Last week AFT President Randi Weingarten hosted teachers from Newark, Perth Amboy, North Bergen, and Garfield for a meet-and-greet with gubernatorial shoo-ins Phil Murphy and his lieutenant governor running partner Sheila Oliver, reports Tapinto. The purpose of the meeting was to give teachers opportunities to “share ideas for improving education and to voice their concerns regarding the current state of public education.”
Great. Except for this: our future state leaders need a little educating themselves. As a public service, here are corrections to two alternative facts, one proffered by Oliver and the other by Murphy.
Sheila Oliver is the former Assembly Speaker who bravely backed Steve Sweeney’s pension and health benefits reform bill at personal and political cost. When discussing school choice, she said this:
“The expansion and growth of charter schools has hurt our public schools,” she said. “We will make sure that our public schools will be front and center on our agenda.”
Oliver said that although she embraces all kinds of schools, funds should not be diverted away from public education.
“We can’t take funds out of district budgets to support them,” she said.
A little context. Oliver is a Newark native who graduated from Weequahic High School in 1970. Weequahic was once known as one of the best high schools in the country. According to a 2009 Star-Ledger elegy, the school, which counts among its alumni Philip Roth, graduated more future doctorates than any high school in America. But now, continues the Ledger,
Students now pass through metal detectors. The principal is shown putting on a bullet-proof vest under his Weequahic warm-up jacket. Gang members are everywhere.
According to the N.J. Department of Education, last year five percent of students demonstrated proficiency in language arts and 1 percent demonstrated proficiency in math. On the SAT, 14 percent of students qualify as ready for college or career in language arts; in math, 3 percent do.
I don’t know if Oliver has any kids or if she still lives in Newark, but if she does I doubt she’d send them to Weequahic. Many parents feel the same way: enrollment has dropped to just over 300 students. That is because Newark families hunger for seats in public charter schools that are, indeed, paid for through public school taxes and state aid. Oliver doesn’t want to “take funds out of district budgets” but in N.J. school aid passes from traditional schools to charters, just like special education out-of-district placements, which is a dumb and divisive way of funding alternative public schools. But that’s the law in New Jersey. Oliver knows this because she was in the Assembly when the 1995 charter school bill passed.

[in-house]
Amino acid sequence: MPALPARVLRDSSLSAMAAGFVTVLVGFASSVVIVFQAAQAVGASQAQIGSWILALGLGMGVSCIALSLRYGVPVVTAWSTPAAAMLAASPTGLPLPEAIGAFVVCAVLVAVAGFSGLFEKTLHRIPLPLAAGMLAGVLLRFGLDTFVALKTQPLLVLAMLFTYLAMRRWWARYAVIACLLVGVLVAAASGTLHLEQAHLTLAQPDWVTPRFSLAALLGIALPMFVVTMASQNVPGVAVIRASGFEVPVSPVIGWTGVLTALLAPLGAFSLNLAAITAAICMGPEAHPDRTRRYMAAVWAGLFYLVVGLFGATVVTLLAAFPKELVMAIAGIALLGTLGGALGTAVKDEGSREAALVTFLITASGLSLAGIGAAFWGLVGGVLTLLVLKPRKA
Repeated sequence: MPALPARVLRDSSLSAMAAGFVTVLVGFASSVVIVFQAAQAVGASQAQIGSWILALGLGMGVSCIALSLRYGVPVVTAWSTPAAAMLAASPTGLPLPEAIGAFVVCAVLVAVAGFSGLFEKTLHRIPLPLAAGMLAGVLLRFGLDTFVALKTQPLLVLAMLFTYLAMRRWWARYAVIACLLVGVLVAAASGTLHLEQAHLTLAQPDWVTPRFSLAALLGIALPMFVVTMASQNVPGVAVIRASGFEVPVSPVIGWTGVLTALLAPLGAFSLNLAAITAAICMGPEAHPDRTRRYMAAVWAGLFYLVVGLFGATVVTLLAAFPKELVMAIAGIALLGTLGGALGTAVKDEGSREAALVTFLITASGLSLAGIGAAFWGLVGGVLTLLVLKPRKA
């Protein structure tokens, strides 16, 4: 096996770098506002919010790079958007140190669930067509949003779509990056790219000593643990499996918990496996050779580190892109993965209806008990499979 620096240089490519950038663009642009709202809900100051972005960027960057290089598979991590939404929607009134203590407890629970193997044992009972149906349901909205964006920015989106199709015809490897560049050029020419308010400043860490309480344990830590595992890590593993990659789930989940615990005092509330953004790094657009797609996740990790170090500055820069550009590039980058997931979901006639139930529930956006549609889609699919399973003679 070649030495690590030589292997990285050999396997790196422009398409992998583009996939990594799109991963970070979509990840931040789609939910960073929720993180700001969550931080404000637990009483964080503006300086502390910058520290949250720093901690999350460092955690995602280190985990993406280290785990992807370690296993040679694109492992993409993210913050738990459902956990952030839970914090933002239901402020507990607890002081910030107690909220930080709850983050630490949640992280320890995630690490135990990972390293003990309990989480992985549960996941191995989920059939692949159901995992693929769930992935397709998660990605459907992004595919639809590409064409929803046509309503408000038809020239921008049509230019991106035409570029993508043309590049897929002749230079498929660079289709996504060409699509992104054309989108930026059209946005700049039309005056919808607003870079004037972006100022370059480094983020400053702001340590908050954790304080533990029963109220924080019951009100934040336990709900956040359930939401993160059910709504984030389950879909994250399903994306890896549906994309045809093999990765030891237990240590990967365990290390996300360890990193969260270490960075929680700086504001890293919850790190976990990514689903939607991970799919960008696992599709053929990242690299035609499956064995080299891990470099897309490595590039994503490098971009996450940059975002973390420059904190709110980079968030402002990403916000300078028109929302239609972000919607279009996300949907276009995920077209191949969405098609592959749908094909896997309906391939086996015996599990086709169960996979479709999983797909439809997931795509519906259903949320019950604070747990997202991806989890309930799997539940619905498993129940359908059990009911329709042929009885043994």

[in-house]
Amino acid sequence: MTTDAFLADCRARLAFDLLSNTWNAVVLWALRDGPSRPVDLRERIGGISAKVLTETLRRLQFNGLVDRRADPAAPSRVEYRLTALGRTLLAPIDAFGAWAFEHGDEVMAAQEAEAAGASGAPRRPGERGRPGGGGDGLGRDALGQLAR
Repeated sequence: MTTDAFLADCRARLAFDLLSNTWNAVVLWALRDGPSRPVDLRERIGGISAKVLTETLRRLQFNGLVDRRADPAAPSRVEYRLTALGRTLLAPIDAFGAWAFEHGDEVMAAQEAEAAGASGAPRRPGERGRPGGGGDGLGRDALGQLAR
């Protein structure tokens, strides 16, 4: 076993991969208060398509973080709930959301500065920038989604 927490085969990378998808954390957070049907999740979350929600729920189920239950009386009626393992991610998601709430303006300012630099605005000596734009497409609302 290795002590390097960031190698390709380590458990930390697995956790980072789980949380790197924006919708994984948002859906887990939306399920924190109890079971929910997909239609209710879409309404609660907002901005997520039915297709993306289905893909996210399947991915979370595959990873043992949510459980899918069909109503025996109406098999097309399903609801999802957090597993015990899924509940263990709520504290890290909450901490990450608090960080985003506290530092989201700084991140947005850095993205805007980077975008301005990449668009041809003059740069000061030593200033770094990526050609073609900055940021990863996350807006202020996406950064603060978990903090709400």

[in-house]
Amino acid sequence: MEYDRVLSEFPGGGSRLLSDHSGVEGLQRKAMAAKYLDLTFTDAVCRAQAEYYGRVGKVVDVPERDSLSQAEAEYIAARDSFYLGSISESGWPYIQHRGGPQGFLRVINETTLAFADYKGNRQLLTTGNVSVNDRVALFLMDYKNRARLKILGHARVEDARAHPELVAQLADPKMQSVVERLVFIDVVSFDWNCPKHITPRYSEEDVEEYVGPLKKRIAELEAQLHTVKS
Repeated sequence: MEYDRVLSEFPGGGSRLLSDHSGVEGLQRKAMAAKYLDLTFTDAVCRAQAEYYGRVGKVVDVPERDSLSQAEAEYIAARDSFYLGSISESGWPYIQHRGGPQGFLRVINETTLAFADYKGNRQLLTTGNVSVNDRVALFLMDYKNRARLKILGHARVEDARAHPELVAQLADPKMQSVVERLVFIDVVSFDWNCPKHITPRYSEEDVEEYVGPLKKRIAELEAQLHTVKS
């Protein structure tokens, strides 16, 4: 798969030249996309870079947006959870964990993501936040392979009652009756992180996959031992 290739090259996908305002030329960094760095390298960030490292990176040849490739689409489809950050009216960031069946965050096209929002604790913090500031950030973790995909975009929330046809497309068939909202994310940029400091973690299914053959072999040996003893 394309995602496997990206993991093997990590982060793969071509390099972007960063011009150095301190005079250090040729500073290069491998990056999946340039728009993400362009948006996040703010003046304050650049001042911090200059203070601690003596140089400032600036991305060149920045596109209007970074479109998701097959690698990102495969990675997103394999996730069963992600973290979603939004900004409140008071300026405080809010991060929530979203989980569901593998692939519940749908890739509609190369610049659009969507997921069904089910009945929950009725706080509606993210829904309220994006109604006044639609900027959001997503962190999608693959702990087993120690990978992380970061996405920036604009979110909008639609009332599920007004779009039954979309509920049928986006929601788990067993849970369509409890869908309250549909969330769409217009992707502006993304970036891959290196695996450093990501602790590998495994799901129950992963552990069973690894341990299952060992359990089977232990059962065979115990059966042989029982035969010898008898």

Should we change the law? Should the state collect all local school taxes, add in state aid, and distribute the revenue among our 591 school districts and the various public alternatives available to families? (Oy.) Maybe. Then let’s talk about that, not dis the choices made by current Newark families who overwhelming support a charter school sector that now educates 31 percent of Newark schoolchildren.
Here’s the second alternative fact, courtesy of Murphy:
“We’ve gone from educating kids to testing kids,” he said. “We’re not teach-to-test believers; we want our kids to learn.”
Where to start? First, N.J. has been using standardized tests to assess student proficiency for 45 years. Federal law, known now as ESSA, or the Every Student Succeeds Act, mandates annual standardized testing in grades 3-8 and once in high school. We’ve tested kids for almost half a century and we have to test them.
Second, while Murphy has made one of his talking points the elimination of PARCC assessments (which replaced our obsolete ASK and HSPA tests) he has offered no alternative. Now that we’ve upgraded course content to better prepare students for college and careers, PARCC is aligned with what our children learn in school. ASK and HSPA are not aligned with what our children learn in school, although they are, sadly, responsible for misconceptions about student proficiency because they were way too easy; former Governor Jon Corzine’s Education Commissioner Lucille Davy used to refer to the HSPA, which students took in 11th grade, as “an eighth-grade level test.”
Get rid of PARCC? What should we replace it with? An unaligned test that makes grown-ups feel good but veils deficits in student proficiency? Murphy doesn’t say.
Third, good teachers don’t “teach to the test.” Good teachers know what kids need to learn and incorporate those goals into their curricula. All the hullabaloo over PARCC its first year — driven not by student need but by NJEA’s distaste for tying student outcomes to teacher evaluations — has died down. Opt-0ut rates this year are down throughout the state.
Are our “kids learning”? Yes. The first year of PARCC, like the first year of any new test, was rocky. But every consecutive year, as students gain exposure to updated course content, student proficiency has increased.
Jeez. It’s just a test. The kids are fine. The union leaders who resent objective metrics of effective instruction? Not so much.
I know it’s politics. I know that Murphy and Oliver have to say what they say in order to secure lobbyists’ funding and endorsements. But let’s try to keep our facts straight.